Eating a wide range of fish

Fish are vitally important, providing billions of people with food, jobs and livelihoods. They also form a critical part of ocean food webs. Falling fish numbers affect other species that depend on them, like sea birds, and could lead to whole ecosystems (natural systems that support life) being badly damaged. So eating fish the sustainable way really matters.

Fish are a great source of protein and have health benefits. The Department of Health and the NHS recommends that we eat fish as part of a balanced healthy diet.

Many people want to buy more sustainable fish to make sure that we don’t reduce the number of fish for the future. There are many ways you can eat fish while still helping to protect fish stocks. By choosing to eat fish from sustainable stocks you’ll be reducing the pressure on overfished stocks and can also help encourage fishermen to fish more sustainably.

Sustainable fish

Sustainable fish are caught in a way that doesn’t cause unnecessary damage to marine animals and plants and allows fish stocks to replenish.

You can buy sustainable fish by:

Try eating other fish

Eating less popular fish is one way that you could help take the pressure off the popular ones. In Great Britain, 65% of all seafood sold belongs to just five types: salmon, tuna, prawns, cod and haddock. Less well-known fish are generally less valuable and are more likely to be thrown back in the sea (discarded) when caught. But alternative species can be less expensive and just as tasty.

Find out more about:

  • what fish are bought to shore by UK fishermen: MMO
  • sales of fish in the UK: Seafish and sustainable seafood: Seafish
  • underutilised species: Cefas

Fishing for the Markets project

In England and Wales an estimated 54% of discarded fish are caused because of weak or absent markets (2008 estimate). Species being unpopular for sale often means that these fish are discarded and fishing effort is focused on a narrow range of popular species, some of which are being overfished.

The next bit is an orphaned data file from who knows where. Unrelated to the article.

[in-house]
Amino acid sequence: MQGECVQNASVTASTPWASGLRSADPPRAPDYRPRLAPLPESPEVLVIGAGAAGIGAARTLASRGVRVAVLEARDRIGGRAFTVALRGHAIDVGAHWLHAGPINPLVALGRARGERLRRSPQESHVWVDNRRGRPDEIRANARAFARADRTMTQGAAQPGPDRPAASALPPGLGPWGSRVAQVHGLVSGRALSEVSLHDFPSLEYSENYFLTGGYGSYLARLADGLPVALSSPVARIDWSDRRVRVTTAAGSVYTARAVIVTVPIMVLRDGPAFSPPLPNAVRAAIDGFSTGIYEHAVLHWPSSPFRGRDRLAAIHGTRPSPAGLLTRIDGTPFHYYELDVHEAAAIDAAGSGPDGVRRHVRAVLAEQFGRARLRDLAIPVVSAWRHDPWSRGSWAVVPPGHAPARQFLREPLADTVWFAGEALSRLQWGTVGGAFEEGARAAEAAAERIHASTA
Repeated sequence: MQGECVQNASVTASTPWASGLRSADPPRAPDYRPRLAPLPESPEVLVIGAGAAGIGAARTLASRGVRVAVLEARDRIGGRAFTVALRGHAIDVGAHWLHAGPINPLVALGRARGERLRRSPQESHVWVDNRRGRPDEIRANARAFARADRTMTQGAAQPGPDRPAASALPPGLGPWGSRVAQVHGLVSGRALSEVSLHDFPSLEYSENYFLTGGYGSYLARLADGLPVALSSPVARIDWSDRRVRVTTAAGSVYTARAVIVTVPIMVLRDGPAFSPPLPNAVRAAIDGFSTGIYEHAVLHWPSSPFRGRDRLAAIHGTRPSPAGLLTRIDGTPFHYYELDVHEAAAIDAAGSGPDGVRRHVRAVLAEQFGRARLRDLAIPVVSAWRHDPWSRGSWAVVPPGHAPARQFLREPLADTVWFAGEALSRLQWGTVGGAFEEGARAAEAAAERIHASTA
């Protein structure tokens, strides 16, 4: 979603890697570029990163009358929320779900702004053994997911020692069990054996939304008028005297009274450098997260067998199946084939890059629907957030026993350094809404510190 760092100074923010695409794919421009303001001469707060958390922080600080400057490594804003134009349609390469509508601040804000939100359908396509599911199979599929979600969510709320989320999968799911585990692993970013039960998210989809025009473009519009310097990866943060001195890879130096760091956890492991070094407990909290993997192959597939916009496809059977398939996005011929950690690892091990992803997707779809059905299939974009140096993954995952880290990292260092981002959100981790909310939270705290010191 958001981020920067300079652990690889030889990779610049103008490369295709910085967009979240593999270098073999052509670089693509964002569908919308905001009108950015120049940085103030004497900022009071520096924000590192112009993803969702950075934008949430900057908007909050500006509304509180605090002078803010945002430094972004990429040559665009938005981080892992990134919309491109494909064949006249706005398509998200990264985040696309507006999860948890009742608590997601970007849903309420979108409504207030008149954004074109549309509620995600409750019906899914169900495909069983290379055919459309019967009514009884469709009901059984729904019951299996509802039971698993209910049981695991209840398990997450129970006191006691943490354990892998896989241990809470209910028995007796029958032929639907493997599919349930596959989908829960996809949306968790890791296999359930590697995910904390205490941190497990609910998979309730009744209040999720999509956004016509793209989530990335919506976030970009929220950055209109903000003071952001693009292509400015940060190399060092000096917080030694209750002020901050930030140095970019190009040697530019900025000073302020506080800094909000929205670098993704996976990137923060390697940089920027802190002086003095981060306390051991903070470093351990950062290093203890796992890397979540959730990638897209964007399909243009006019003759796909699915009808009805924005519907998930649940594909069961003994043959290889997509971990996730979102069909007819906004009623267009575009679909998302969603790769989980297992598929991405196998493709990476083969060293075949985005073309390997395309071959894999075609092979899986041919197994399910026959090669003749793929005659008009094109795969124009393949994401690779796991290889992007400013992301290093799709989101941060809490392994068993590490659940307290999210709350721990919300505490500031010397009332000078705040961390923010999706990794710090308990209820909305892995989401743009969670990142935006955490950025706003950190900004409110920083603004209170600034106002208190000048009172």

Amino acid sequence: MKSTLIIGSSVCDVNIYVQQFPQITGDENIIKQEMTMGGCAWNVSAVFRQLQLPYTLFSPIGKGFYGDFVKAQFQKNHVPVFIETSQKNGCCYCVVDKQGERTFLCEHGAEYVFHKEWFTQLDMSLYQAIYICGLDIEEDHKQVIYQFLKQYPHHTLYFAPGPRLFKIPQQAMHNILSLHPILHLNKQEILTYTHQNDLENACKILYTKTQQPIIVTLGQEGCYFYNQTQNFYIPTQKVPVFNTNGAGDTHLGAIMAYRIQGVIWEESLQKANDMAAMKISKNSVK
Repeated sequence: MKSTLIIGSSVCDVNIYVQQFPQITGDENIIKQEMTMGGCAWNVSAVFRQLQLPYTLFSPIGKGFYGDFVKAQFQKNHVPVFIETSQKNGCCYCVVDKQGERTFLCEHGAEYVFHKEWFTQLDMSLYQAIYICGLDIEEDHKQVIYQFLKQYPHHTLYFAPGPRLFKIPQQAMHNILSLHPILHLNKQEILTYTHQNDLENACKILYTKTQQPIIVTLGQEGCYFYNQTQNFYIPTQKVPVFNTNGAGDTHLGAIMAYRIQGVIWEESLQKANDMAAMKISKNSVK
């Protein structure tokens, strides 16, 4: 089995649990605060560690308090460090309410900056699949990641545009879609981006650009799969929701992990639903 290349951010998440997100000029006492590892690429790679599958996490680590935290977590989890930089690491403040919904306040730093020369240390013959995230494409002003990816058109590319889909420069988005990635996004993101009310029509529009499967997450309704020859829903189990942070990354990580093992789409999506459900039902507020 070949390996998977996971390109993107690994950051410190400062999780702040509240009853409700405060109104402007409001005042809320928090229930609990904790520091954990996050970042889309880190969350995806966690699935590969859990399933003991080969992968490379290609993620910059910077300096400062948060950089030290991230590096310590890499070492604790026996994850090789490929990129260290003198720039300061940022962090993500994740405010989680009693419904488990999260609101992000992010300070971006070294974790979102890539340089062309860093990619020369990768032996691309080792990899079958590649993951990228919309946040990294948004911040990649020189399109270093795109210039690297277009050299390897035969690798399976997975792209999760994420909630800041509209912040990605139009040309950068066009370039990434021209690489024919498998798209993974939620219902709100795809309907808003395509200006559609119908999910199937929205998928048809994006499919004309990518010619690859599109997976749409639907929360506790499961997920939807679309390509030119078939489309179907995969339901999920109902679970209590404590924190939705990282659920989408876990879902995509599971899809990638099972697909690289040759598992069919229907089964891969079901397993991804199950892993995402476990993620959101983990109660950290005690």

In December 2010 Defra started the Fishing for the Markets project to understand the ways that the UK fishing industry could help to bring a greater range of sustainable unpopular species, caught in our fisheries, to the market. The project aims to;

  • help us improve the use of all fish catches (i.e. use a broader range of species)
  • help fishers get more value from poor valued species they catch
  • decrease our reliance on popular overfished/pressured fish stocks
  • reduce discards and the waste of wild fish resources
  • support our fishing communities and the supply chain to make the most of catches.

To achieve these aims, we will be working in partnership with the fishing industry to assess what is currently stopping these fish being brought to market and to improve the consumption and use of underutilized catches, many of which are currently discarded due to weak or absent markets. The project will also help reduce fish discards, boost the effectiveness of domestic and CFP reform through identifying and encouraging markets for sustainably caught fish, while supporting industry to take full advantage of available market opportunities.

We are currently reviewing the recommendations from the Fishing for the Markets report and considering how they can be taken forward in partnership with members of the seafood industry and are keen to take forward work on the actions it identified.